September 24, 2018

NEW REPORT: The challenges of Big Data: Economists need to acquire new skills to take full advantage of the volume of data sets available

Due to the prevalence of connected digital devices, observational data sets are now much larger and of higher frequency than traditional surveys. A new IZA World of Labor report shows researchers need fresh training and thinking to learn from data sets of this size.
 
The rise of Big Data is an exciting time for the ambitious economist, policymaker, or social scientist. Never before has so much data been available to test existing theories and develop new ones. Economists have a natural edge in this endeavor, as they are used to working with complex data. However, this edge is rapidly declining. While in small data sets traditional econometric methods tend to outperform more complex techniques, in large data sets machine learning methods shine. Therefore, according to the economists Matthew Harding, University of California, and Jonathan Hersh, Chapman University, new analytic approaches are needed to make the most of Big Data in economics.
 
One of the challenges of Big Data is having to manage larger data sets with many, even thousands of, variables. Without a clear prior understanding of the underlying data generating process to direct one’s effort, time can be wasted inefficiently searching through options. 
 
Furthermore, in the model fitting process, parameters of machine learning methods often need to be calibrated, or tuned. And to do so, economists need to understand the processes. According to Harding and Hersh, using Big Data or machine learning does not mean that an economist needs to approach an analysis from a radically different viewpoint. Very often, machine learning tools simply enhance the existing econometric methodology.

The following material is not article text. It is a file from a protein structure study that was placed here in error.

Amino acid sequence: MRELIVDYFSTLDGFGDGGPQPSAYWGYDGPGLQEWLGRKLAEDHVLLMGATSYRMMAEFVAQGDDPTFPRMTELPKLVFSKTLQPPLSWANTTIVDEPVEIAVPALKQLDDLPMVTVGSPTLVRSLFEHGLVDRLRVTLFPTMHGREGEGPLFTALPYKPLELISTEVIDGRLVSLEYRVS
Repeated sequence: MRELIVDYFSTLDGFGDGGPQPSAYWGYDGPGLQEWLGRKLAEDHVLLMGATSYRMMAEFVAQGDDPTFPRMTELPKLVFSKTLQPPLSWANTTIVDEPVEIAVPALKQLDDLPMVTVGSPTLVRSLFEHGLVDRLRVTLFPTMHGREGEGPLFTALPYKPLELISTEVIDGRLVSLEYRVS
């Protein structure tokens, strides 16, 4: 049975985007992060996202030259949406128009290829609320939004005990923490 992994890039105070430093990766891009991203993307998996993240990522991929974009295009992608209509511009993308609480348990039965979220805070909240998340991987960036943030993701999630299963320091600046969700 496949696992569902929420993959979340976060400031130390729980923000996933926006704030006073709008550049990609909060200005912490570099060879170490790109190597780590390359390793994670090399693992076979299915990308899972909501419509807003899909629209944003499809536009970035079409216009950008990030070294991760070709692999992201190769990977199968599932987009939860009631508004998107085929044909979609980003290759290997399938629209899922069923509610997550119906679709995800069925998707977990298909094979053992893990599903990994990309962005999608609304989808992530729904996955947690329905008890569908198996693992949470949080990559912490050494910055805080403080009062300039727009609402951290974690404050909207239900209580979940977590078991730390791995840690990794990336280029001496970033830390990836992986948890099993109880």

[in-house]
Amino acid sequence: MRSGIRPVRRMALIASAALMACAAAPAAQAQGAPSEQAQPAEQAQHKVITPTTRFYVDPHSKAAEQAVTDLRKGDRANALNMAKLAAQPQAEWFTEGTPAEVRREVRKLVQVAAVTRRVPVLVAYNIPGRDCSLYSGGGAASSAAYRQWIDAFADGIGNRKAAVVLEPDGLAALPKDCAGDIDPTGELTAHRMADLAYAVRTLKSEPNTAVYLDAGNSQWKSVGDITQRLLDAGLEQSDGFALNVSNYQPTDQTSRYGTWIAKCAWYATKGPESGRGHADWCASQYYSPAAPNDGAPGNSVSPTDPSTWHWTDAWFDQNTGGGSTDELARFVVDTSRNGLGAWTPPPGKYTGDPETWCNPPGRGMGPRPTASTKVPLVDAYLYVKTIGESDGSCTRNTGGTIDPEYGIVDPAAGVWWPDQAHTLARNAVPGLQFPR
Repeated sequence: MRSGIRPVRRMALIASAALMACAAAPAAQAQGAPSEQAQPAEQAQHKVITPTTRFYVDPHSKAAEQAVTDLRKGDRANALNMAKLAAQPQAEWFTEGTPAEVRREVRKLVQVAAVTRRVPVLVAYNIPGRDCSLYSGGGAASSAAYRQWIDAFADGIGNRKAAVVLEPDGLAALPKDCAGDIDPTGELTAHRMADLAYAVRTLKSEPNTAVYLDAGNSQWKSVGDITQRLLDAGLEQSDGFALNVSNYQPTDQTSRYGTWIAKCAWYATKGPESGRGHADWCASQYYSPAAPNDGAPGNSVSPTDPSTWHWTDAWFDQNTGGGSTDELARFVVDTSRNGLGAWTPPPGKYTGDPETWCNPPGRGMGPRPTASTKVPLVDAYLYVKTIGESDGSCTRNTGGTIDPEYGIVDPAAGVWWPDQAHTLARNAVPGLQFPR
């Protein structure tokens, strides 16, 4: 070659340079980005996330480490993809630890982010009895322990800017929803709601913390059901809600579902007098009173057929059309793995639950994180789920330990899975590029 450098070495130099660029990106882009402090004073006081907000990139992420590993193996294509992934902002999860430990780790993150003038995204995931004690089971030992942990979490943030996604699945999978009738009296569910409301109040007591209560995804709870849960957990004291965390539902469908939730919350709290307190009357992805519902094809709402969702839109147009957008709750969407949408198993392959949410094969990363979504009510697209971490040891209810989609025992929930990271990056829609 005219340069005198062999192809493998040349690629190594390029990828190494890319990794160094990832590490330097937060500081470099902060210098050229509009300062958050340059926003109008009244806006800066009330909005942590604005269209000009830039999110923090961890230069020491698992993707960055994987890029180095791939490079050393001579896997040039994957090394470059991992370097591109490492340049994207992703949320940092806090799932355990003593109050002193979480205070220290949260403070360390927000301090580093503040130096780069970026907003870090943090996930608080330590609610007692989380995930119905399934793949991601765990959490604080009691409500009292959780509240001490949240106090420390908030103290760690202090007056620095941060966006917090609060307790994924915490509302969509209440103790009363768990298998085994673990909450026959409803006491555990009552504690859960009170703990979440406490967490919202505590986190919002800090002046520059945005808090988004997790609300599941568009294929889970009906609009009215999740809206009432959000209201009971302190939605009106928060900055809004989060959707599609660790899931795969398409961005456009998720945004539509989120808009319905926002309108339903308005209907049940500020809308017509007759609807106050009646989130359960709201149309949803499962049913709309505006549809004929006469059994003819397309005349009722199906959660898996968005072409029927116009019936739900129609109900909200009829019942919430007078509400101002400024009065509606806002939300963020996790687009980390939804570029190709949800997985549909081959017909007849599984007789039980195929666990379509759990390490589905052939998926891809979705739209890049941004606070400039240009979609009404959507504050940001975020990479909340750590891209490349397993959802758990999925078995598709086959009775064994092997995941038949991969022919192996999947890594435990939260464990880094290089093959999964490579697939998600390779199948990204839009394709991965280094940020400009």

Harding and Hersh give an example of machine learning techniques in a recent study from 2017. The aim was to construct a structural food demand model and simulate the impact of different product and nutrient taxes in the US. The richness of the existing food transaction data (barcodes) means that food purchases are observed for over 1.1 million distinct food items, an impossible set of data to analyze with traditional economic methods. This is where machine learning can help, by providing a more robust approach using an algorithm to cluster products into distinct groups based on their detailed nutrition profiles (e.g. calories, fat, and sugar). But even this simple algorithm needed fine tuning by the economists undertaking the research.
 
Harding and Hersh conclude: “Newer methods from machine learning are expanding the ability to handle Big Data at scale, and researchers risk being cut off from the frontier if these methods are not incorporated into their toolkit. Economists understand how to construct and test causal statements, which makes their skills highly valuable in a data-saturated world. The challenge lies in learning how to implement these methods at scale.”
 
Please credit IZA World of Labor should you refer to or cite from the report.
 
Please find further research around digitization and big data on the IZA World of Labor key topics page.

Media Contact:
Please contact Anna von Hahn for more information or for author interviews: anna@smallspaceagency.com or +44 7852 882 770
 
Notes for editors:
IZA World of Labor (http://wol.iza.org) is a global, freely available online resource that provides policy makers, academics, journalists, and researchers, with clear, concise and evidencebased knowledge on labor economics issues worldwide.

The site offers relevant and succinct information on topics including diversity, migration, minimum wage, youth unemployment, employment protection, development, education, gender balance, labor mobility and flexibility among others.

Established in 1998, the Institute of Labor Economics (www.iza.org) is an independent economic research institute focused on the analysis of global labor markets. Based in Bonn, it operates an international network of about 1,500 economists and researchers spanning more than 45 countries.

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